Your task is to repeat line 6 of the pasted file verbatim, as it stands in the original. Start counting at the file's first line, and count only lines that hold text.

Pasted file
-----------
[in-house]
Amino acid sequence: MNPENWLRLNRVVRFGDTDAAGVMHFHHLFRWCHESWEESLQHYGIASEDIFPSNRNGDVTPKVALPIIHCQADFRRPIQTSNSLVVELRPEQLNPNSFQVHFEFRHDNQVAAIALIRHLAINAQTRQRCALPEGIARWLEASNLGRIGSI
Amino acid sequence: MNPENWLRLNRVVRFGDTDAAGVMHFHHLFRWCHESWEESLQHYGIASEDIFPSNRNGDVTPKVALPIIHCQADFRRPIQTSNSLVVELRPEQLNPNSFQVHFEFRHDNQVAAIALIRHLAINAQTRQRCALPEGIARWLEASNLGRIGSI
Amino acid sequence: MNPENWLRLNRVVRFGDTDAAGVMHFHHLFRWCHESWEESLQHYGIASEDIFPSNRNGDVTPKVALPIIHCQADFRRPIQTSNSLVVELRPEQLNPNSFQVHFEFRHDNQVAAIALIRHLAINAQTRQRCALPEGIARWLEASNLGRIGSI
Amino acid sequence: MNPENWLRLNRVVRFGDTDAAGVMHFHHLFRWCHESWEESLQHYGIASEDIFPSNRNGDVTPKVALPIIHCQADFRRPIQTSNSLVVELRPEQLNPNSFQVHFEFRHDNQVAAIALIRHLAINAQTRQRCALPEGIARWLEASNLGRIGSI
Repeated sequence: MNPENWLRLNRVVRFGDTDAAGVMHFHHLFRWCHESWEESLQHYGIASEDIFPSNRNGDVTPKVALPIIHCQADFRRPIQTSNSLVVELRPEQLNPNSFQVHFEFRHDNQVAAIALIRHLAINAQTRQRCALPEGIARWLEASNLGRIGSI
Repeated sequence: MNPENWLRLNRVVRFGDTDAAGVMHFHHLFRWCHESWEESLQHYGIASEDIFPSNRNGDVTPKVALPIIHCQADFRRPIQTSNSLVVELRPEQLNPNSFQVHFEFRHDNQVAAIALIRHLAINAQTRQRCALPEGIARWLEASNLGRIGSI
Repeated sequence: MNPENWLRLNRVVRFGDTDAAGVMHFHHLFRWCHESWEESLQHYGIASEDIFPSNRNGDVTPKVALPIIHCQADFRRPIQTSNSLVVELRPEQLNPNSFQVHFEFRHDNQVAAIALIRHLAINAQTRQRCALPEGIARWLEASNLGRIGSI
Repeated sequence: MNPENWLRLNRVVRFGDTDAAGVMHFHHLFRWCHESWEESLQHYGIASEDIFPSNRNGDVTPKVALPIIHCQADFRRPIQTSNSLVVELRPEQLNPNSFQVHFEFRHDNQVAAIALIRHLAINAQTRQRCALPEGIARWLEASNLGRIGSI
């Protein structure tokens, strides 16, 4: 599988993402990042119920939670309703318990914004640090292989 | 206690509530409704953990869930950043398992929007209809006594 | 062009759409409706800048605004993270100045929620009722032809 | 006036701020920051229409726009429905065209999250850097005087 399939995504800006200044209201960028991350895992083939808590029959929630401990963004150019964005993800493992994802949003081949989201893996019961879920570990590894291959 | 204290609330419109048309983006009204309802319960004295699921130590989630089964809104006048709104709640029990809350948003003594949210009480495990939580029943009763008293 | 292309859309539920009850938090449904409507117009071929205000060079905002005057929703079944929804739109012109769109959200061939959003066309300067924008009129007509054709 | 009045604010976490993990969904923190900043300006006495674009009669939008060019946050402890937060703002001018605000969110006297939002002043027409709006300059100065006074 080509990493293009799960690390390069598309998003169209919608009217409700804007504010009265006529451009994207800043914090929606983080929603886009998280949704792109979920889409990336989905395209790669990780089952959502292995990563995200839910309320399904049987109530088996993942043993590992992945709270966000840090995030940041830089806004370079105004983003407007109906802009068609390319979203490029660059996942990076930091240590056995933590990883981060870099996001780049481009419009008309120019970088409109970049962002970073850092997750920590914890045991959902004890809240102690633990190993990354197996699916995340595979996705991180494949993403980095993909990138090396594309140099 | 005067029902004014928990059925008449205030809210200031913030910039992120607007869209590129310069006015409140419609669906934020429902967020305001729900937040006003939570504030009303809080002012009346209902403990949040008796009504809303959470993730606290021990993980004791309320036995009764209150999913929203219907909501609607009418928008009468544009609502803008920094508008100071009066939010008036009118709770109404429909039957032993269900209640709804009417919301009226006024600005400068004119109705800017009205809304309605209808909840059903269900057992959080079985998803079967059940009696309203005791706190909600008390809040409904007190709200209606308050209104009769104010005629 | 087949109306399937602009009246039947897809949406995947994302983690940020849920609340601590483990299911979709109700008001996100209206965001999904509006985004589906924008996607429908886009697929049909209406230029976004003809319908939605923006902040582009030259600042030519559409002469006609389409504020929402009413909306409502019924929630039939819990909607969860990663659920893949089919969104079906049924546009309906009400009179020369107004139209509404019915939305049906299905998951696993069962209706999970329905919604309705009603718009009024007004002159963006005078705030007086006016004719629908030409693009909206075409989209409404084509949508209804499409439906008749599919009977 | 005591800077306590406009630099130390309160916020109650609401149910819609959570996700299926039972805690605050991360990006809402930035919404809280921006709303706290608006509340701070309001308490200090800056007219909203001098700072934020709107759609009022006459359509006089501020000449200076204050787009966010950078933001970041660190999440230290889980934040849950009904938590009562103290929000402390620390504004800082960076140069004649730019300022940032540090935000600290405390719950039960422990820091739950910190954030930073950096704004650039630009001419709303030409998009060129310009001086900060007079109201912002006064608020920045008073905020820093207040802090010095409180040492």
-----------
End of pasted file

Repeated sequence: MNPENWLRLNRVVRFGDTDAAGVMHFHHLFRWCHESWEESLQHYGIASEDIFPSNRNGDVTPKVALPIIHCQADFRRPIQTSNSLVVELRPEQLNPNSFQVHFEFRHDNQVAAIALIRHLAINAQTRQRCALPEGIARWLEASNLGRIGSI